- Oops!Something went wrong.Please try again later.
With a big boost from the federal government, East Hartford officials expect to buy and renovate the historic Main Street post office as an addition to the public library next door.
U.S. Rep. John Larson announced recently that $600,000 to purchase the building at 850 Main St. was included in a House appropriations bill. Town council Chairman Rich Kehoe said he is fairly confident Congress will approve the funding within the next two months.
Built in the 1930s, the 16,541-square-foot building would house additional library services and programs, although no detailed plans have been made. Library Director Sarah Morgan said town officials “look forward to working with residents and community partners to develop a plan for the projects.”
The U.S. Postal Service announced last year that the Main Street office, which remains open, would be closed and the building sold, but no timeline was given. The planned closure, postal officials said, was due to automation, declining mail volume and other factors that shrank required space to 1,344 square feet.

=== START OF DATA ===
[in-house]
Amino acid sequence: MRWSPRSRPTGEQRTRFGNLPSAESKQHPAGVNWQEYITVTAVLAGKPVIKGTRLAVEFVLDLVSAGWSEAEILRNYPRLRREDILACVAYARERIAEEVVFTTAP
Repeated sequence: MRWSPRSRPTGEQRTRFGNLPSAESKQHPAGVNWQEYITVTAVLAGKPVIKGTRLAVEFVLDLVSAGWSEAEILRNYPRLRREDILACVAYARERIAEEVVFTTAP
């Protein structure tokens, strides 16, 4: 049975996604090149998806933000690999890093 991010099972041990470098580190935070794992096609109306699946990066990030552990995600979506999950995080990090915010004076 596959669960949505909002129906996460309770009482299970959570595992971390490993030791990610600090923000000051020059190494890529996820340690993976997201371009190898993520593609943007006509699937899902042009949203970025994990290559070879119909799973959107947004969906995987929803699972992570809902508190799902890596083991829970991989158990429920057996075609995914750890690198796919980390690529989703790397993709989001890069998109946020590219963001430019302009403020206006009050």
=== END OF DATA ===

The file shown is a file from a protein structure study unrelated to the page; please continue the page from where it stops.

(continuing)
Postal Service spokeswoman Amy Gibbs said Tuesday, “The building is still for sale and retail operations will continue there until further notice.”
The building and .71-acre lot (which the town assessor lists at 846 Main St.) is assessed at $628,370. The town’s other post office is at 888 Silver Lane.
“Preservation of this historic property and the potential of connecting it to our recently renovated library will expand this critical institution to provide our community access to ideas, information, technology and a variety of educational, cultural, recreational, and intellectual resources,” Mayor Marcia Leclerc said.
Renovations and a 14,000-square-foot addition to the Raymond Library were completed in 2015. The $9.5 million project included a new Creative Commons space with 3D printers, an expanded teen space and a large children’s section.
Among ideas for the post office addition are a coffee shop to help draw more people to the library and a permanent office for Literacy Volunteers of America, Kehoe said. The overall goal, he said, “is to make the library more visible to the public and create additional reasons for residents to utilize library services.”
A rough estimate for renovation costs is $1 million, he said. The Postal Service requires that any new owner maintains the historic value of the building, Kehoe said, which is no problem as he and other officials view the post office building as a historic asset, complementing other civic and private buildings and houses on Main Street and Central Avenue.
Jesse Leavenworth can be reached at email@example.com